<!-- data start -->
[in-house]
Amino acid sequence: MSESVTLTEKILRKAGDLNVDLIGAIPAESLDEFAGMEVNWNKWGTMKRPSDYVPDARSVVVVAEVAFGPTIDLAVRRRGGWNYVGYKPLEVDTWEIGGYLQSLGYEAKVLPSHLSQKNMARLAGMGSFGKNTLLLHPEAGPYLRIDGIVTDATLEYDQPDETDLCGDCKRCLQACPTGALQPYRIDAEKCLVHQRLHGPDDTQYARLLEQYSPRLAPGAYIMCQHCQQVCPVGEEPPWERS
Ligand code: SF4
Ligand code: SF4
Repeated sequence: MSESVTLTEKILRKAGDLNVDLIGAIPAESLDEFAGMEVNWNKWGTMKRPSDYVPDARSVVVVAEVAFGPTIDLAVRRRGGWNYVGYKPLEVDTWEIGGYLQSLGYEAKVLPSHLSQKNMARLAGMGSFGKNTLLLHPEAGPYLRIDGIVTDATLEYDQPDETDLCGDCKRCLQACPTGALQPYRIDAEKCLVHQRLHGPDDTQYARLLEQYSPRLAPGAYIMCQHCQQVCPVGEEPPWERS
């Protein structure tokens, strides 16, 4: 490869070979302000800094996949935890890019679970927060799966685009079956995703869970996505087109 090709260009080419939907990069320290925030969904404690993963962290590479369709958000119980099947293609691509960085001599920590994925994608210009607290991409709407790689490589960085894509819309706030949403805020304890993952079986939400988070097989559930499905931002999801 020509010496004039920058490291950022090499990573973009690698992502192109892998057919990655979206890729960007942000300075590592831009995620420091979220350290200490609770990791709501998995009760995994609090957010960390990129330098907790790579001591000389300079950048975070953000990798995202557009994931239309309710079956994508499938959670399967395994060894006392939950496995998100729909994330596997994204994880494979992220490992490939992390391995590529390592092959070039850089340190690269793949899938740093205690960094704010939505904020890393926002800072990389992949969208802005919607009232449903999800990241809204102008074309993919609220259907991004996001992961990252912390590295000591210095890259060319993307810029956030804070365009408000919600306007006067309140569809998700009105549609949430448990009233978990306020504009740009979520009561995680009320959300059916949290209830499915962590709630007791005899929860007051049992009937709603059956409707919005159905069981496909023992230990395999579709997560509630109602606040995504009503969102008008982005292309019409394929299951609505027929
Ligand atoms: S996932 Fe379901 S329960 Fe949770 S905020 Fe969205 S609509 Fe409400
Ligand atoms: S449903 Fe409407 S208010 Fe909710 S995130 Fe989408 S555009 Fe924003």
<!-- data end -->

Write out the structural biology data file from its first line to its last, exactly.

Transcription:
[in-house]
Amino acid sequence: MSESVTLTEKILRKAGDLNVDLIGAIPAESLDEFAGMEVNWNKWGTMKRPSDYVPDARSVVVVAEVAFGPTIDLAVRRRGGWNYVGYKPLEVDTWEIGGYLQSLGYEAKVLPSHLSQKNMARLAGMGSFGKNTLLLHPEAGPYLRIDGIVTDATLEYDQPDETDLCGDCKRCLQACPTGALQPYRIDAEKCLVHQRLHGPDDTQYARLLEQYSPRLAPGAYIMCQHCQQVCPVGEEPPWERS
Ligand code: SF4
Ligand code: SF4
Repeated sequence: MSESVTLTEKILRKAGDLNVDLIGAIPAESLDEFAGMEVNWNKWGTMKRPSDYVPDARSVVVVAEVAFGPTIDLAVRRRGGWNYVGYKPLEVDTWEIGGYLQSLGYEAKVLPSHLSQKNMARLAGMGSFGKNTLLLHPEAGPYLRIDGIVTDATLEYDQPDETDLCGDCKRCLQACPTGALQPYRIDAEKCLVHQRLHGPDDTQYARLLEQYSPRLAPGAYIMCQHCQQVCPVGEEPPWERS
């Protein structure tokens, strides 16, 4: 490869070979302000800094996949935890890019679970927060799966685009079956995703869970996505087109 090709260009080419939907990069320290925030969904404690993963962290590479369709958000119980099947293609691509960085001599920590994925994608210009607290991409709407790689490589960085894509819309706030949403805020304890993952079986939400988070097989559930499905931002999801 020509010496004039920058490291950022090499990573973009690698992502192109892998057919990655979206890729960007942000300075590592831009995620420091979220350290200490609770990791709501998995009760995994609090957010960390990129330098907790790579001591000389300079950048975070953000990798995202557009994931239309309710079956994508499938959670399967395994060894006392939950496995998100729909994330596997994204994880494979992220490992490939992390391995590529390592092959070039850089340190690269793949899938740093205690960094704010939505904020890393926002800072990389992949969208802005919607009232449903999800990241809204102008074309993919609220259907991004996001992961990252912390590295000591210095890259060319993307810029956030804070365009408000919600306007006067309140569809998700009105549609949430448990009233978990306020504009740009979520009561995680009320959300059916949290209830499915962590709630007791005899929860007051049992009937709603059956409707919005159905069981496909023992230990395999579709997560509630109602606040995504009503969102008008982005292309019409394929299951609505027929
Ligand atoms: S996932 Fe379901 S329960 Fe949770 S905020 Fe969205 S609509 Fe409400
Ligand atoms: S449903 Fe409407 S208010 Fe909710 S995130 Fe989408 S555009 Fe924003």